Under Sharia law and Islamic law, a man can divorce his wife simply decreeing a divorce himself — just by saying the words that he’s now divorced makes it so. Now imagine trying to be a divorce attorney playing by those kinds of rules. That’s precisely the challenge Palestinian divorce lawyer Reema Shamasneh finds herself facing day in and day out.
“Divorce is always in the man’s hands,” she told The Associated Press in an interview. “If a woman wants a divorce herself, she must go to the court and the court can give her the divorce based on the reasons specified in the law.” The 39-year-old, who is a devout Muslim, continues, saying, “The ones who fill the major posts are men. They were raised in a certain culture that says men are better than women, and this is reflected in the laws.”
Indeed, Shamasneh observations are borne out in the data. Societal norms are just not in a woman’s favor when it comes to divorce. A 2013 Pew Research survey found that one one-third of Palestinians support the idea of allowing wives the right to divorce. The religion and culture are steeped in a tradition of sexism. The same survey found that large majorities in seven Arab countries said a woman should obey her husband, in staggering numbers: 74 percent of respondents in Lebanon; 87 percent in Palestinian territories; and 93 percent in Tunisia. Even Shamasneh’s own 74-year-old mother, while proud of her daughter’s accomplishments, openly says her daughter is doing “a job for men.” Her mother, Amneh, said, “At the time, it was shameful for a woman to study and have a job.”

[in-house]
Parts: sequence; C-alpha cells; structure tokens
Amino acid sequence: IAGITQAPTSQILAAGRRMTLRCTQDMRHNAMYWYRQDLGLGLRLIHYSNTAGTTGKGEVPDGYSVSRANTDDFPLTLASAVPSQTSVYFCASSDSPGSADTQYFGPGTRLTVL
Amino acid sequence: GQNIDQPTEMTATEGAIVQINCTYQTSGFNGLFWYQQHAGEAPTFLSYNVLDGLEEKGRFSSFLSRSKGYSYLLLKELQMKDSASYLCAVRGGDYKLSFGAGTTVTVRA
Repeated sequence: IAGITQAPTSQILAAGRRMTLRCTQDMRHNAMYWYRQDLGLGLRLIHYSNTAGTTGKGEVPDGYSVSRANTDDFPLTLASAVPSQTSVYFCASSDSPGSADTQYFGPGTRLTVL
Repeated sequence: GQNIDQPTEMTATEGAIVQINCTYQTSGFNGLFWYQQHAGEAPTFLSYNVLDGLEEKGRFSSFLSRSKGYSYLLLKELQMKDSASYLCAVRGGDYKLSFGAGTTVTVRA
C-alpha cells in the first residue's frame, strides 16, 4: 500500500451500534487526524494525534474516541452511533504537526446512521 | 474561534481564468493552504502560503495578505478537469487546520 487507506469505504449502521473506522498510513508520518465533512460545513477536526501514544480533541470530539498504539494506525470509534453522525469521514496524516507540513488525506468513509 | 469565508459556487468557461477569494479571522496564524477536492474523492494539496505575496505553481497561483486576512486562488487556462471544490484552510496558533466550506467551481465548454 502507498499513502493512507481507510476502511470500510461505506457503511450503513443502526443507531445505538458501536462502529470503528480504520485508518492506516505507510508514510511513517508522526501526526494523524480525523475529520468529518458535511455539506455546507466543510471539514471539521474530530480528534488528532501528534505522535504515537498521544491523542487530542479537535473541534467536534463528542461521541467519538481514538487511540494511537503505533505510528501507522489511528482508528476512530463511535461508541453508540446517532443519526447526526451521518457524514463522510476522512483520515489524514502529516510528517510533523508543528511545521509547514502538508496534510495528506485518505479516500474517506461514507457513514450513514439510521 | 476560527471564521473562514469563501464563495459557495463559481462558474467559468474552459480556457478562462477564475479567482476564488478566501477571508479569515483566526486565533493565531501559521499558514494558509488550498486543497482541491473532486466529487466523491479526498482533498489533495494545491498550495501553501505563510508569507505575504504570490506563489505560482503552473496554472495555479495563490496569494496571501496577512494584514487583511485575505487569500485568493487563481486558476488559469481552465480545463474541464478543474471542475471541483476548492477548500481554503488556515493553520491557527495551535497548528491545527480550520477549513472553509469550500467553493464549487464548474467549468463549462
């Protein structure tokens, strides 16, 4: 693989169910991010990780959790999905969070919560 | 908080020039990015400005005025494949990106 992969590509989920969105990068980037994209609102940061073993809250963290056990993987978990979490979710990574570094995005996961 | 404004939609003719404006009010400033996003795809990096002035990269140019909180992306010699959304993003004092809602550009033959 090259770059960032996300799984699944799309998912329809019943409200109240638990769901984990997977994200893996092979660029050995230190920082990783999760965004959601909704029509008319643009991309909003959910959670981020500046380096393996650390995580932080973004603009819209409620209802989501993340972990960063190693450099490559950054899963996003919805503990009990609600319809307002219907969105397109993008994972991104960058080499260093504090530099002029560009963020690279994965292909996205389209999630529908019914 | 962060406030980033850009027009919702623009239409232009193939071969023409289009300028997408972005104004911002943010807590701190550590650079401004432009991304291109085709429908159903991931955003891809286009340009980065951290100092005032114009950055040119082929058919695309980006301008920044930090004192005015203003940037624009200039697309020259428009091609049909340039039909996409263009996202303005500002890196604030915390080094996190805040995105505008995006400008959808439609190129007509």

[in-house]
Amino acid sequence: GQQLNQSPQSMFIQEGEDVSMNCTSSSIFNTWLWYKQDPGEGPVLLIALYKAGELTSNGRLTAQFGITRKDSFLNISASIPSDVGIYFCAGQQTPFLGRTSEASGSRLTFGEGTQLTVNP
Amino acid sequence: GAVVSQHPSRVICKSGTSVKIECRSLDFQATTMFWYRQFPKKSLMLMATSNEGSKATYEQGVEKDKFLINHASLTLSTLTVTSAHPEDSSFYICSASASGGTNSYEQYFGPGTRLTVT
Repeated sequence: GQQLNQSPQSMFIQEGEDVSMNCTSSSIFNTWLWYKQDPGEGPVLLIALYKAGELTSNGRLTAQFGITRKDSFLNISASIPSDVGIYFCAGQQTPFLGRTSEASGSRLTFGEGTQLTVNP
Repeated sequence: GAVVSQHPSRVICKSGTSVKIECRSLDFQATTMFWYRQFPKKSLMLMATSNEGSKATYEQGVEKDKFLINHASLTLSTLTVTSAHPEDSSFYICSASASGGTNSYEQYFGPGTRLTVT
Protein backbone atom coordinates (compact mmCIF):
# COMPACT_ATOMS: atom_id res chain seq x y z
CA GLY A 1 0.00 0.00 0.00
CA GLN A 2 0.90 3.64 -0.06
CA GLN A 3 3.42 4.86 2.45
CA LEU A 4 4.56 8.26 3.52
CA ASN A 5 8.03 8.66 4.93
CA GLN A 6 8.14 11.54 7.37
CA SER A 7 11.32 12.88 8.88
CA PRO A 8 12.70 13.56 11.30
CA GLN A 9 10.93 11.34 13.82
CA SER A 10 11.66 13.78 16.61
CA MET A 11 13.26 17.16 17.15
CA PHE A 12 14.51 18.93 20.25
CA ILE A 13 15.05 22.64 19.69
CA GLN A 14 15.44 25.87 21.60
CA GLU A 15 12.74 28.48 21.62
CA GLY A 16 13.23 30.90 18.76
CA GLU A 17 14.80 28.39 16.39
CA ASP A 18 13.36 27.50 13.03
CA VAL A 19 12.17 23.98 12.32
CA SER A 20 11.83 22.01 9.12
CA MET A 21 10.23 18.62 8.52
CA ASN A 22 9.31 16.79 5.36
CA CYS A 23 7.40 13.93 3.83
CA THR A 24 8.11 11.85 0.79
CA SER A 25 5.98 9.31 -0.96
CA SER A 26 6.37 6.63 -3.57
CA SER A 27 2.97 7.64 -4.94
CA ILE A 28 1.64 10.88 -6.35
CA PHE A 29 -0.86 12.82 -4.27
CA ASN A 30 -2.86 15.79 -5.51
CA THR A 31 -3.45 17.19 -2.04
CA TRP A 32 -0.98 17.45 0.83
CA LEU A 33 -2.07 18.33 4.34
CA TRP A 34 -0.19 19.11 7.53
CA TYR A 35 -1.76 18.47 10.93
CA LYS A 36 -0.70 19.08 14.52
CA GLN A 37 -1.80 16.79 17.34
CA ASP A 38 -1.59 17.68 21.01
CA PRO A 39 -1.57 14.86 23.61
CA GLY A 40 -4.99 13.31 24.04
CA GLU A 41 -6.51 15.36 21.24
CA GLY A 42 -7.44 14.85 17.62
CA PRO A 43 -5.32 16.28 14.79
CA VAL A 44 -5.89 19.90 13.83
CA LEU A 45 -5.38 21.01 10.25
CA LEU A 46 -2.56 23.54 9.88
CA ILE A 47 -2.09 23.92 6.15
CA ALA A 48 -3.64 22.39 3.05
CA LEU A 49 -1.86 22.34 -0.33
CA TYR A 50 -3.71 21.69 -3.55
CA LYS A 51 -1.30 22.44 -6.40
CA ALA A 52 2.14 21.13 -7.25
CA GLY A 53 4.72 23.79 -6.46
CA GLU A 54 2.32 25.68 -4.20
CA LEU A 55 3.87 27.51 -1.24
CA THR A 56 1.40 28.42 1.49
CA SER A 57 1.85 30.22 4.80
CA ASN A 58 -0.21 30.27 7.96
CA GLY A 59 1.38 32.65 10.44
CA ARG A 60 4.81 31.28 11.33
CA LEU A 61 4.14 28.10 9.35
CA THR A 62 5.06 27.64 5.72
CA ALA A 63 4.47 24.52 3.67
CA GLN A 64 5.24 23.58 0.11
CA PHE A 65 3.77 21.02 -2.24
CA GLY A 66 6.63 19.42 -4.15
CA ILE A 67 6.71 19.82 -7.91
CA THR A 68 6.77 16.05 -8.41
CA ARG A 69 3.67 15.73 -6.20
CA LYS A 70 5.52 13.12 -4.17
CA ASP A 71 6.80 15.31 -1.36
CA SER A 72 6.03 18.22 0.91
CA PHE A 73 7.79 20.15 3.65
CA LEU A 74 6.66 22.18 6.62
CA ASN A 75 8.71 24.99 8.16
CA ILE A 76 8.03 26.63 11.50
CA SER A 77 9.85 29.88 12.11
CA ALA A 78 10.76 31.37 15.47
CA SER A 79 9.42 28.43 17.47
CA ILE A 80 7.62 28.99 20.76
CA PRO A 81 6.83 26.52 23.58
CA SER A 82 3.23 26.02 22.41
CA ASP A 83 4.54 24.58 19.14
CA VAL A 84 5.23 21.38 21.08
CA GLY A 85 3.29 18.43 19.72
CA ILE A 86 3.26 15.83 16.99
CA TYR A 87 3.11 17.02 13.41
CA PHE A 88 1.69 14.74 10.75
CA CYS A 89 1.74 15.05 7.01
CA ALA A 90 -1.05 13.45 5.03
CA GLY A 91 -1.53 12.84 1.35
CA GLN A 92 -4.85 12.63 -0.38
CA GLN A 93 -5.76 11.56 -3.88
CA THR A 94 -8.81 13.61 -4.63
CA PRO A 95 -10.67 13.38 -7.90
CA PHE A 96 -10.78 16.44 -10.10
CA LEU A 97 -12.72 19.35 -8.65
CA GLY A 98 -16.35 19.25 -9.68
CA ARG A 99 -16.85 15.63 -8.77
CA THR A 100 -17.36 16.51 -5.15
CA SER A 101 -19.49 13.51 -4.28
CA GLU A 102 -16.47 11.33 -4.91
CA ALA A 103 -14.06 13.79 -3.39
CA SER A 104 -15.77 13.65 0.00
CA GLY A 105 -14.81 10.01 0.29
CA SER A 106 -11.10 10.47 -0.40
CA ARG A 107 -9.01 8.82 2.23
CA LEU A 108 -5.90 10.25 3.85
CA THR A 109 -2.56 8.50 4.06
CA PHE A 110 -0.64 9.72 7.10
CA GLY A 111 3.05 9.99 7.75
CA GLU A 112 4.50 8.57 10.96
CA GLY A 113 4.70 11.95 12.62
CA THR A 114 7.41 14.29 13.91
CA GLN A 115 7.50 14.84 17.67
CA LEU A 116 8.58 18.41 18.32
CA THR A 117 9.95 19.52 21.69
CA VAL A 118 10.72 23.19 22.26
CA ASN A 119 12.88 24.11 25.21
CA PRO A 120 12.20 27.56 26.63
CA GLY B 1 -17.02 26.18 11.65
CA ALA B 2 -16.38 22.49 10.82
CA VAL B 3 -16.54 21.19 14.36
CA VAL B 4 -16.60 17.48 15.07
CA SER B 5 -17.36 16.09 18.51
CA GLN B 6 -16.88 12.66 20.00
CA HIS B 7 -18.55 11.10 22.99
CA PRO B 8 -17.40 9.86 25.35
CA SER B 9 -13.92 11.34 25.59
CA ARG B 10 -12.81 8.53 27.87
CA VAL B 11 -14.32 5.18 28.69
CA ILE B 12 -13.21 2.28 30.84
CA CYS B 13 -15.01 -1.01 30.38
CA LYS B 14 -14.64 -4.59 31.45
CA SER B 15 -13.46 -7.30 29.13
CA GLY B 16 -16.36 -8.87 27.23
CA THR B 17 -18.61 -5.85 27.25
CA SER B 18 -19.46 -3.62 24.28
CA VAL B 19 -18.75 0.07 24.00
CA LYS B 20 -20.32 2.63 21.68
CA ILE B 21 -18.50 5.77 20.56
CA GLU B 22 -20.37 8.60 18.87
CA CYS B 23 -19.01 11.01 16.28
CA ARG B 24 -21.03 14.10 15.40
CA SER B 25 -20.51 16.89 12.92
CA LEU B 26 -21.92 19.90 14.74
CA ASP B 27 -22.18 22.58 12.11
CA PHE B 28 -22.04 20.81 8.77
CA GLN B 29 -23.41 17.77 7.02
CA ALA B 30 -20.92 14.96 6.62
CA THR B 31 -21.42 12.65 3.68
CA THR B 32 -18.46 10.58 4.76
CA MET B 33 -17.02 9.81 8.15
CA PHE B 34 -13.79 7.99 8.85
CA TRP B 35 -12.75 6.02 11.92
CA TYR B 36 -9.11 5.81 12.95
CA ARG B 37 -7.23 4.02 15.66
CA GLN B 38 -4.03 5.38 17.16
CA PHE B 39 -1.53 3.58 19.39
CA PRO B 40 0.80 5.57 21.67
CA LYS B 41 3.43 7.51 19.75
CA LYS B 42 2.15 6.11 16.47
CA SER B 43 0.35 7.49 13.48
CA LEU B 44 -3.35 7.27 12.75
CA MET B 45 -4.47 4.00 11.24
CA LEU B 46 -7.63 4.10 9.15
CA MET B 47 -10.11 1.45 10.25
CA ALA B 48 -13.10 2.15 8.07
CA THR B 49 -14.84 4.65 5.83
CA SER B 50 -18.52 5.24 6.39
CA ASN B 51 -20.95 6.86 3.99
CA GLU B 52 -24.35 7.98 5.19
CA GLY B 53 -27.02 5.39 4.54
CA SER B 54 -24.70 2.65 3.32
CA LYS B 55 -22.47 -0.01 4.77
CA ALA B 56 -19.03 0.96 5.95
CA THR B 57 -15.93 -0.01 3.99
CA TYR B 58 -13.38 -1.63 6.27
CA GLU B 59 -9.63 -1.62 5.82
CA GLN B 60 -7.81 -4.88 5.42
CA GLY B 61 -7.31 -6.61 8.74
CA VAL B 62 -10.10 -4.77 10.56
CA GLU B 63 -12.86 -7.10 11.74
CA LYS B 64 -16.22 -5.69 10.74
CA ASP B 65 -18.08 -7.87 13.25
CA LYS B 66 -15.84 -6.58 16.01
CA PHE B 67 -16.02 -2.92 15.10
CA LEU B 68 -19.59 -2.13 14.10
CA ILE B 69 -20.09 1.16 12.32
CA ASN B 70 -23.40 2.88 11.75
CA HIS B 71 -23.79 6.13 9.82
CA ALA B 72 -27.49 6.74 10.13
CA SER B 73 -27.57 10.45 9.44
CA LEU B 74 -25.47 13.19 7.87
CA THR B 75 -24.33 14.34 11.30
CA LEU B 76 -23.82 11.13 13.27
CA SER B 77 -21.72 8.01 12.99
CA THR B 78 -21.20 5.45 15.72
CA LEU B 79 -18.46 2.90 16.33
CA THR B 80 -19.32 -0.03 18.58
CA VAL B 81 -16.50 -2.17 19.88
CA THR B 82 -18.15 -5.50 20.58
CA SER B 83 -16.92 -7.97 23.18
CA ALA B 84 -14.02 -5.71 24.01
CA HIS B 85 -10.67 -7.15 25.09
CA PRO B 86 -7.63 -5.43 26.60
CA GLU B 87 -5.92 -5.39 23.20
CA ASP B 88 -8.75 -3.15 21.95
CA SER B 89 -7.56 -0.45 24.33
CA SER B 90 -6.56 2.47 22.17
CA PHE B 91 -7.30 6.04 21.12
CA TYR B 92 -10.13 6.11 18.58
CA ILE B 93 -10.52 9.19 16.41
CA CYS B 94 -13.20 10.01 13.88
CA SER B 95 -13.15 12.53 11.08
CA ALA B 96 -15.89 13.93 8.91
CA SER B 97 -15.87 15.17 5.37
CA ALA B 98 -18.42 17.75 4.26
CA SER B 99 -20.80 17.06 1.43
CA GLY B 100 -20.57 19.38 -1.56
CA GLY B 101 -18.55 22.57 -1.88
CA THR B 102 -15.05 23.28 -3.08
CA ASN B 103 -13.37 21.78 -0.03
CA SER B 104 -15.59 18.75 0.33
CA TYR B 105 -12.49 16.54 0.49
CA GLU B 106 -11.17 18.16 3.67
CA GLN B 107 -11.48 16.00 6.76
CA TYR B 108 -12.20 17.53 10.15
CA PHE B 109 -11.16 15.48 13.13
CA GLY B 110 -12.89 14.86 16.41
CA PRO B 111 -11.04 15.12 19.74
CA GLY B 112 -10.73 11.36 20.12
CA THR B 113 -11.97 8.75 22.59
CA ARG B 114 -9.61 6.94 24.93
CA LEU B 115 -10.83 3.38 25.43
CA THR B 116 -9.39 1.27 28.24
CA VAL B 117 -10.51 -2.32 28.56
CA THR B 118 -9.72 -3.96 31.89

Interestingly, though, her father seemed to be somewhat open-minded about women’s rights. As children Shamasneh’s four brothers were allowed to come and go as they pleased while she and her five sisters weren’t given such freedoms. But her father wanted all of his children to have the same chance of success and demanded they each get an education. The law suited Shamasneh’s studious and analytical nature very well. But in some ways, she’s still held back by the very culture she’s trying to change. She wears the headscarf and still lives at home with her mother and father, who is now retired.
Now, she’s fighting the hard fight for women’s rights. The AP recounts a recent case Shamasneh took on in which her client was desperate to escape her marriage from a man who physically abused her, threw scalding tea on her and refused to allow her to see her dying mother. And the bitter outcome, which brought Shamasneh to tears, stands as a reminder that as much as Shamasneh and her colleagues are affecting change, there is still very much progress to be made. Watch the video below for more on Shamasneh.
Read the full story at The Associated Press.